Retail banking: HSBC scales back retail banking
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Retail banking: HSBC scales back retail banking

Operations in 39 countries under review; Bank must be wary about abandoning its command-and-control culture

HSBC chief executive Stuart Gulliver

"The reasons for holding our stock in a crisis become less relevant in recovery and, in our view, we now risk losing ground to more agile competitors"

Stuart Gulliver, HSBC

Last month HSBC outlined ambitious plans to boost its lacklustre return on equity by sharply cutting costs, exiting some non-core retail banking businesses and allocating capital in a much more disciplined way than in the past to remaining businesses. The bank’s new senior management team, led by chief executive Stuart Gulliver, invited analysts and investors to listen to a whole day of presentations from the executives running HSBC’s most important businesses and geographies on how they will achieve $2.5 billion to $3.5 billion of annual cost savings, reduce the cost-income ratio from 55% to between 48% and 52%, and boost returns on equity from the 9.5% achieved in 2010 up to between 12% and 15%.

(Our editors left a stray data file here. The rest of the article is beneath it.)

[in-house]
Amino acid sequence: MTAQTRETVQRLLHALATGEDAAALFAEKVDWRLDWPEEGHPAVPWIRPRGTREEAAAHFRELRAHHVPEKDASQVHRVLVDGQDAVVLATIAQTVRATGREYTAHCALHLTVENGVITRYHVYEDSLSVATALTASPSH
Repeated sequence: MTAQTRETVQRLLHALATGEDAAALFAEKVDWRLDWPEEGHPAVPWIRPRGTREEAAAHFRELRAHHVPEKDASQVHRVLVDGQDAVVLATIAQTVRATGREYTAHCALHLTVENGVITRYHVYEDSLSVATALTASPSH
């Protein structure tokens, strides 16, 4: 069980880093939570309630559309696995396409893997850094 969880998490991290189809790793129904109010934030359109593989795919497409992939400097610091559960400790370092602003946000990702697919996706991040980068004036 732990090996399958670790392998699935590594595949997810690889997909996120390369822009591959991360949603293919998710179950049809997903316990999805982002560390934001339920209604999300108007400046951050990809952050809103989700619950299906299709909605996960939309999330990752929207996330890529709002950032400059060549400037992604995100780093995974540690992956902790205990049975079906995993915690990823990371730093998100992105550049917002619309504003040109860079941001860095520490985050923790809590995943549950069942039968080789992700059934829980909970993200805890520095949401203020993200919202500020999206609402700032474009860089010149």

HSBC had a good credit crisis, thanks to the abundant funding husbanded through a conservative advances-to-deposits ratio of about 80% and similarly conservative capital ratios. It remained sufficiently profitable throughout the calamities that beset the developed-world banking system from 2007 to have paid out $31 billion in dividends over the past four years, a total surpassed only by China’s ICBC.

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